The 'Chained' CPI is a benefit cut to a program that does not contribute to the deficit. Do not barter it away in the name of deficit reduction. Stand strongly against all cuts to Social Security, Medicare and Medicaid.
U.S. lawmakers and policymakers who are pushing extreme austerity measures and spending cuts over job-creating investments as the magic path to economic stability should take a long hard look at what’s happened to the nations of the European Union (EU) that have imposed strict fiscal austerity policies. Unemployment has soared, according to a new report on the EU labor market from the International Labor Organization (ILO).
There are more than 10 million more jobless people in Europe now than at the start of the crisis. There are now more than 26 million Europeans without jobs, with young and low-skilled workers being the hardest hit.
As word spreads that President Obama’s budget proposal will call for Social Security and Medicare benefit cuts, other voices are calling for increasing the successful programs instead as the medicine struggling families and a weak economy need.
A report for the New America Foundation highlights the crisis in retirement security and proposes expanding Social Security.
Yesterday the AFL-CIO learned President Obama's budget will cut Social Security and Medicare benefits for working families. The so-called "chained" CPI will cut Social Security benefits and middle-income seniors (people who made $47,000 a year and more) will be asked to pay higher Medicare premiums.
Prominent Democrats—including the president and House Minority Leader Nancy Pelosi—are openly suggesting that Medicare be means-tested and Social Security payments be reduced by applying a lower adjustment for inflation.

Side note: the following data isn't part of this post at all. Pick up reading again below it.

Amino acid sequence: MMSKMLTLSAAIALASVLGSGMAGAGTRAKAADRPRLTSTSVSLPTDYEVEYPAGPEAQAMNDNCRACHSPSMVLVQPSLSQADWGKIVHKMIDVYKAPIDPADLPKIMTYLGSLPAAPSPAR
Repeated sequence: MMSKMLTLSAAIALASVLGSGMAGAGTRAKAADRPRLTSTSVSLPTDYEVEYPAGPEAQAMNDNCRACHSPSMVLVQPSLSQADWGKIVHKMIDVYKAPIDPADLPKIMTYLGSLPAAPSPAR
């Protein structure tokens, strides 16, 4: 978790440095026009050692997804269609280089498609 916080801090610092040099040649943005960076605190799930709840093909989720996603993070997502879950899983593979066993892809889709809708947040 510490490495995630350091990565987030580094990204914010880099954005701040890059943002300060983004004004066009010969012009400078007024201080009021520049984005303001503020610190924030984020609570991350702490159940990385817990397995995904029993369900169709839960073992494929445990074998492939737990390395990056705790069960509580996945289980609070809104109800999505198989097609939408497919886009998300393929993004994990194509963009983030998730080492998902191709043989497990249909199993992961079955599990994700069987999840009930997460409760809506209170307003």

This is even before they’ve started budget negotiations with Republicans—who still refuse to raise taxes on the rich, close tax loopholes the rich depend on (such as hedge-fund and private-equity managers’ “carried interest”), increase capital gains taxes on the wealthy, cap their tax deductions or tax financial transactions.
In more than 100 events across the country Wednesday, working families rallied outside lawmakers’ offices, federal agencies, military bases and elsewhere to shine a spotlight on the impact of the sequester’s across-the-board cuts that will cost more than 750,000 jobs this year alone and to call for its repeal.
While most of the actions aimed at members of Congress were focused on Republicans who are using the sequester as leverage to get their way in Congress, in Beckley, W.Va., a group of more than 50 AFGE and other union members and community supporters received a shout out of support from Rep. Nick Rahall (D).
In his most recent column, Economic Policy Institute President Lawrence Mishel demolishes arguments in favor of "chained" CPI, which is often offered in grand bargain negotiations, saying it is nothing more than a way to explain away cuts to the program.
As part of Wednesday’s national day of action to repeal the sequester, “Building Unions,” a weekly radio show from the Connecticut AFL-CIO and Greater Hartford Central Labor Council will discuss sequestration, its impact on working families and the drive to repeal the across-the-board budget cuts.
The show airs from 1 p.m. to 2 p.m. on WATR 1320 AM. Click on the “Listen Live” button to stream the show that will feature Connecticut AFL-CIO President John Olsen, labor council President Peggy Buchanan and members of AFGE, AFT and the Machinists (IAM).
The "chained" CPI cost-of-living formula—which would result in a painful cut in benefits for Social Security recipients—was touted as good policy by White House National Economic Council Director Gene Sperling in an "Ask Me Anything" Reddit chat yesterday.
Across-the-board budget cuts—called sequestration—will cost more than 750,000 jobs this year alone and many more jobs over the next decade. There is a simple solution to make this problem go away: repeal sequestration.
It's that simple.
Join working families on March 20 for a national day of actions at congressional offices and in our communities.